As voters turn out today, many on reluctant trips to polling booths, the key question will be: Who do they distrust the least?

The electorate's cynicism towards all aspects of politics has rarely been deeper and the appeal of candidates outside the big political power structures more pervasive.

An Essential Media survey released on May 24 found 37 per cent of voters trusted Malcolm Turnbull, and 31 per cent Bill Shorten.

These outcomes, reported after the campaign had been underway for just a fortnight, indicated that the trustworthy factor could fall further the longer the election went on.


In those two weeks of the campaign opening, Mr Turnbull's trust rating dropped three percentage points, and Mr Shorten's by two.

That volatility wasn't as stark in the ABC's Vote Compass survey, but the news wasn't much better for the two leaders.

On May 16, Mr Turnbull's trustworthy rating was 4.7 out of 10 on Vote Compass. It was 4.6 by last Thursday.

Mr Shorten's rating went down in similar fashion: from 3.8 out of 10 to 3.7.

However, trust isn't presented as a central issue this election. A ReachTEL survey of six marginal seats, conducted for Uniting Voice union, found it was a vote influence for just 8.4 per cent of voters.

The interesting backup information from focus groups is there hasn't been any savage hostility towards the men themselves, just the institutions and processes they represent.

There are no divisive identities this campaign, as there was in 1996 with Labor's Paul Keating, or would have been this time had Tony Abbott hung on last September.

There has been expanding resentment of the eight-week campaign, but the antagonism towards leaders goes to broader issues.

They are carrying the baggage of leadership churn, and the fact they have been active participants in them.

There have been four Prime Ministers in three years and four days, and six prime ministerships since November, 2007.

But the anger is real.

Wages have stagnated for many over the past three years and there is a fear it will be a while before they grow again.

The same ReachTEL survey - in Forde, Longman, Banks, Eden-Monaro, Dunkley and Cowan - found 47 per cent of voters opposed cutting weekend penalty rates. Some 26 per cent nominated it as an important issue.

Both Mr Turnbull and Mr Shorten have said they would not propose penalty rate reductions. Some don't trust them.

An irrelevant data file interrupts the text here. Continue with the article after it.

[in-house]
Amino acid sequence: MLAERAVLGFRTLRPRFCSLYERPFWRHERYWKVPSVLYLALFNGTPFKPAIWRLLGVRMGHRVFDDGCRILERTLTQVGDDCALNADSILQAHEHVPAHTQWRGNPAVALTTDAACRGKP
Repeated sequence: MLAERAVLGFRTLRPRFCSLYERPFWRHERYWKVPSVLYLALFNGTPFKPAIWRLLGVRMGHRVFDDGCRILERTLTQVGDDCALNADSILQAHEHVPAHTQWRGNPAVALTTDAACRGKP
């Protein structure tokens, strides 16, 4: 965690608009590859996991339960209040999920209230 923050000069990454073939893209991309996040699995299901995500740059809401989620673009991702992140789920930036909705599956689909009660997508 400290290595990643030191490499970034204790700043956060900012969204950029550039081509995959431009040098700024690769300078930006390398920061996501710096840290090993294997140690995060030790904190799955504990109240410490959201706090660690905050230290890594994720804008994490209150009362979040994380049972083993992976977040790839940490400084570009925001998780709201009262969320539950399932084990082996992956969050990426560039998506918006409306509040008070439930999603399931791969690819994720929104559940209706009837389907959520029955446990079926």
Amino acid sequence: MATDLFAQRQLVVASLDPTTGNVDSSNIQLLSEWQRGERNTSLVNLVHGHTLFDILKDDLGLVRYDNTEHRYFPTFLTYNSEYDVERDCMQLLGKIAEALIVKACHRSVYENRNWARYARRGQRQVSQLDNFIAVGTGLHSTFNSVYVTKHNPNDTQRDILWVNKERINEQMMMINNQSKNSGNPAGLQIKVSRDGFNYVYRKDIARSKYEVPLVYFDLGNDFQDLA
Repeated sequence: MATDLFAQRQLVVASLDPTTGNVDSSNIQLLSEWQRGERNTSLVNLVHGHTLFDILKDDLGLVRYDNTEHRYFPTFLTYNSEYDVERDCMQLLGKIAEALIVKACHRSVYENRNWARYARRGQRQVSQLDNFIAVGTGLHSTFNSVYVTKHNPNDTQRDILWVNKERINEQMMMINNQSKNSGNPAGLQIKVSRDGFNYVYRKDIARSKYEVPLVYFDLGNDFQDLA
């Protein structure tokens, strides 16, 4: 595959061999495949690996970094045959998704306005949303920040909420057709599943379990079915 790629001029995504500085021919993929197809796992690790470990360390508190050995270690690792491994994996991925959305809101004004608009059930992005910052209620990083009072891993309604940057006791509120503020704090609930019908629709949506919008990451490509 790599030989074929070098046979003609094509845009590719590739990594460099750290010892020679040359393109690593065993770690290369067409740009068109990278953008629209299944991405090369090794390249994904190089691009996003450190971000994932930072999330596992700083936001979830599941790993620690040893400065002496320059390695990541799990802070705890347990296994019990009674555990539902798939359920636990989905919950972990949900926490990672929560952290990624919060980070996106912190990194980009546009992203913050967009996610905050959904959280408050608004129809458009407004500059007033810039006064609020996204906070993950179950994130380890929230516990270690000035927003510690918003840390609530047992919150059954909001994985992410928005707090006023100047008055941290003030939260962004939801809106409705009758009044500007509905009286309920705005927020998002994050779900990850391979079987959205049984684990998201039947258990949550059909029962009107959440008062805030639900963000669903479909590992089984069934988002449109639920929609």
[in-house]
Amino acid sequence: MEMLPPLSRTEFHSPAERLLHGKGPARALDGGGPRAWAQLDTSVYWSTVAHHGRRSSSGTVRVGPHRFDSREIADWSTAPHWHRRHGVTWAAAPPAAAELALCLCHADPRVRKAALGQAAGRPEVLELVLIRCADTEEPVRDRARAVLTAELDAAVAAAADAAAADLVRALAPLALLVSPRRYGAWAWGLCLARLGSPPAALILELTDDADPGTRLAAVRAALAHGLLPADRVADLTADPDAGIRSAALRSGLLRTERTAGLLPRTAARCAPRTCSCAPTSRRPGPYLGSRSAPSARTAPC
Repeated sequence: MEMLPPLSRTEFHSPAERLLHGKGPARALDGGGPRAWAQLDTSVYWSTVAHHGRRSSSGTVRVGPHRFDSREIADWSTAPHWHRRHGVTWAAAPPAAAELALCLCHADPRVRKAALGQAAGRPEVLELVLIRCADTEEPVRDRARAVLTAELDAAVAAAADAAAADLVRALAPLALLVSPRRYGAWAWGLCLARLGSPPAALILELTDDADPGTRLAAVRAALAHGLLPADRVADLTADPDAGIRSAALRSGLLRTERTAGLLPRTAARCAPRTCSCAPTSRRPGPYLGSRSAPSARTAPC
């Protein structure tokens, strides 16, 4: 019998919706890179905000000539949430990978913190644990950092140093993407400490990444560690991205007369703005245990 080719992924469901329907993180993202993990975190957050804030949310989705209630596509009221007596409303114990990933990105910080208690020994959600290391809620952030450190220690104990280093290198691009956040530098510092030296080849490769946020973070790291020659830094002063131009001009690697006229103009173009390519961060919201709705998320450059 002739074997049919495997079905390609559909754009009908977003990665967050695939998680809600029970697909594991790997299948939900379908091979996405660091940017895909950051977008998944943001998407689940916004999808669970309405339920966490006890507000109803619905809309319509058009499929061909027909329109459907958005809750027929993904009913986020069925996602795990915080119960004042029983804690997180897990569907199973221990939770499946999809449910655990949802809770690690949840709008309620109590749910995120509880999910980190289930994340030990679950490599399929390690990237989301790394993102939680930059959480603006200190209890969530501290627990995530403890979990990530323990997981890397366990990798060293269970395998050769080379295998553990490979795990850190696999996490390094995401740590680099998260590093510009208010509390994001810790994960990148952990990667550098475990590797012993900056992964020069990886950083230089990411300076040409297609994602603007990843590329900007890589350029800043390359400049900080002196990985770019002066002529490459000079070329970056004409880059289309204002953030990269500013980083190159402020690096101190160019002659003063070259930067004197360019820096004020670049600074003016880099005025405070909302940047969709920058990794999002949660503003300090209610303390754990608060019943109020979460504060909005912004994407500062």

The quest for political and economic stability this campaign has been strong and could save us from a hung parliament, but there will be voters ready to punt on an outsider as a form of insurance, or simply as a bloodyminded protest.

So in Queensland many will turn to Pauline Hanson, a constant candidate who has not had a fulltime job since 1998. They like her because she agrees with them, and is not scared of saying in public what they are saying in private.

She and similar candidates don't need a raft of policies. They just need to be against "political correctness", which is seen as a censorship imposed by political leaders.

And in Victoria, media identity Deryn Hinch, first name on the Senate ballot paper and a man who has never voted before today, will attract votes.

And frightened sections of the electorate - voters bothered by economic, political and national security convulsions - want simple answers to complex questions.

Some, for example, can't see why Moslems simply can't be deported and outright reject the idea we should send hundreds of millions in foreign aid to nearby nations.

They are torch carriers for a style of isolationism that comes from a suspicion of the outside world and the "globalisation" they are told is vital to their economic safety. They see it as a sell-out to foreigners.

These unhappy voters, particularly those who use the Australian flag as an item of clothing and include "Aussie" in their Twitter handles, believe they are losing out to outsiders.

They have not just lost faith in their political leaders, they have lost confidence in their own role in this country.